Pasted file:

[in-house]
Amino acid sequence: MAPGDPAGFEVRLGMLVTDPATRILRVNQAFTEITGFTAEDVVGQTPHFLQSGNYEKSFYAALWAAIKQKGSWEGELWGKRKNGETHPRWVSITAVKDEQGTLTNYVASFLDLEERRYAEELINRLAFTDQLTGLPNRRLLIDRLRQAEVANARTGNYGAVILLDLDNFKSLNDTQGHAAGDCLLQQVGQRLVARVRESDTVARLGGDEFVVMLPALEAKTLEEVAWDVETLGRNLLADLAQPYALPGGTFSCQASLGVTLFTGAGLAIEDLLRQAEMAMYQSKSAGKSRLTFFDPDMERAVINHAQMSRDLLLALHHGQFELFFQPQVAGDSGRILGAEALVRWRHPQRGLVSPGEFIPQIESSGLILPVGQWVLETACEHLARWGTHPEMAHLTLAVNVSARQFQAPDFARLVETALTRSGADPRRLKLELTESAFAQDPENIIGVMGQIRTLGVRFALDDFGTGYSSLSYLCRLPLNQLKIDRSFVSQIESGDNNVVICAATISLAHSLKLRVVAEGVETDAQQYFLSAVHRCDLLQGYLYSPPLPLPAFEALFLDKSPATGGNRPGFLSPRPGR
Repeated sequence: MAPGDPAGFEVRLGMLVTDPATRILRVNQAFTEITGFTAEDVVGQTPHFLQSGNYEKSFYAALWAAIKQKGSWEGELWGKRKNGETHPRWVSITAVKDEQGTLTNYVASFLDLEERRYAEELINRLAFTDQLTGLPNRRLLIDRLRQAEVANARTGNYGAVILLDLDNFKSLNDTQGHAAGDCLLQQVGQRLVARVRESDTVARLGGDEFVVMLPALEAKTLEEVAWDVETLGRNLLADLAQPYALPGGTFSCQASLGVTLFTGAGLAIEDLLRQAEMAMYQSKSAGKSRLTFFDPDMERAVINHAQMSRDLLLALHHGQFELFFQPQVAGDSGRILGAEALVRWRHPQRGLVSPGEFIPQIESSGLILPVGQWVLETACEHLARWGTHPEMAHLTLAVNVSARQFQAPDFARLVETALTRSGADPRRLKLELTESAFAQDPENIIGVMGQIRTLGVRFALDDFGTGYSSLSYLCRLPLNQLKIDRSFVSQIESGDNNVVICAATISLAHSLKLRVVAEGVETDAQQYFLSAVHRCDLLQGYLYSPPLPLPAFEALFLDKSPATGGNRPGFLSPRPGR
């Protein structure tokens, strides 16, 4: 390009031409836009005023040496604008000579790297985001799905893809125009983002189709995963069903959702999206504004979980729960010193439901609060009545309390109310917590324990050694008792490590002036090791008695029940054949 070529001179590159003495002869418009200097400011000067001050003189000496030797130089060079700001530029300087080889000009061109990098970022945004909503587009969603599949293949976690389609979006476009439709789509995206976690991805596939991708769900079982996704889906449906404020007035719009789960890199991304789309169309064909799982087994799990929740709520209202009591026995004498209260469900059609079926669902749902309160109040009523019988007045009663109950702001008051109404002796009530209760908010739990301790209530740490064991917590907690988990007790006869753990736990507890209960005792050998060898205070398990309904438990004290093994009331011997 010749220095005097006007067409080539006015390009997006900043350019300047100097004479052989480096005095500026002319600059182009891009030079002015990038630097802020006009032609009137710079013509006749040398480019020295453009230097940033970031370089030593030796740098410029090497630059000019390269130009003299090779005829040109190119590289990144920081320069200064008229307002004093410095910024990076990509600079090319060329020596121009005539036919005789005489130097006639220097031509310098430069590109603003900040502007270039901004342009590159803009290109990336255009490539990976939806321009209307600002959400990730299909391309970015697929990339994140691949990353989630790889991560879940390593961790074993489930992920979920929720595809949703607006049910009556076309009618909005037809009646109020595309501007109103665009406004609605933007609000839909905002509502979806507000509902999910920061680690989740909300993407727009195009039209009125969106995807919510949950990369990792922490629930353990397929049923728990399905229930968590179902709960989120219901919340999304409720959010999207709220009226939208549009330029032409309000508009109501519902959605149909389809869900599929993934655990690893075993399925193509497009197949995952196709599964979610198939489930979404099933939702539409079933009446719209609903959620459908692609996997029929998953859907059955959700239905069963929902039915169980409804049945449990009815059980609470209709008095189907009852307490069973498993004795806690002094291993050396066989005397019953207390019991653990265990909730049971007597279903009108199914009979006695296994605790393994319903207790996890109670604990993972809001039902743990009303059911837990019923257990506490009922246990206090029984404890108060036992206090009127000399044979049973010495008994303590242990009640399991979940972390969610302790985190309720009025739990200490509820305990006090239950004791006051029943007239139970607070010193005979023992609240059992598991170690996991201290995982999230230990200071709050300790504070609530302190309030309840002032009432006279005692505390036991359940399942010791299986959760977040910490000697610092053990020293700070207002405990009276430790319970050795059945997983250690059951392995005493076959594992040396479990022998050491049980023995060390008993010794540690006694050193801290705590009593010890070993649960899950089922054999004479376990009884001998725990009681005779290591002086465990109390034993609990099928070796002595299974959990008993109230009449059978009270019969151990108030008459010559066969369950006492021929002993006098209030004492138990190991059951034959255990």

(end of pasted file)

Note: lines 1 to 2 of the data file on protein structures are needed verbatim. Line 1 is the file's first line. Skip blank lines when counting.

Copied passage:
[in-house]
Amino acid sequence: MAPGDPAGFEVRLGMLVTDPATRILRVNQAFTEITGFTAEDVVGQTPHFLQSGNYEKSFYAALWAAIKQKGSWEGELWGKRKNGETHPRWVSITAVKDEQGTLTNYVASFLDLEERRYAEELINRLAFTDQLTGLPNRRLLIDRLRQAEVANARTGNYGAVILLDLDNFKSLNDTQGHAAGDCLLQQVGQRLVARVRESDTVARLGGDEFVVMLPALEAKTLEEVAWDVETLGRNLLADLAQPYALPGGTFSCQASLGVTLFTGAGLAIEDLLRQAEMAMYQSKSAGKSRLTFFDPDMERAVINHAQMSRDLLLALHHGQFELFFQPQVAGDSGRILGAEALVRWRHPQRGLVSPGEFIPQIESSGLILPVGQWVLETACEHLARWGTHPEMAHLTLAVNVSARQFQAPDFARLVETALTRSGADPRRLKLELTESAFAQDPENIIGVMGQIRTLGVRFALDDFGTGYSSLSYLCRLPLNQLKIDRSFVSQIESGDNNVVICAATISLAHSLKLRVVAEGVETDAQQYFLSAVHRCDLLQGYLYSPPLPLPAFEALFLDKSPATGGNRPGFLSPRPGR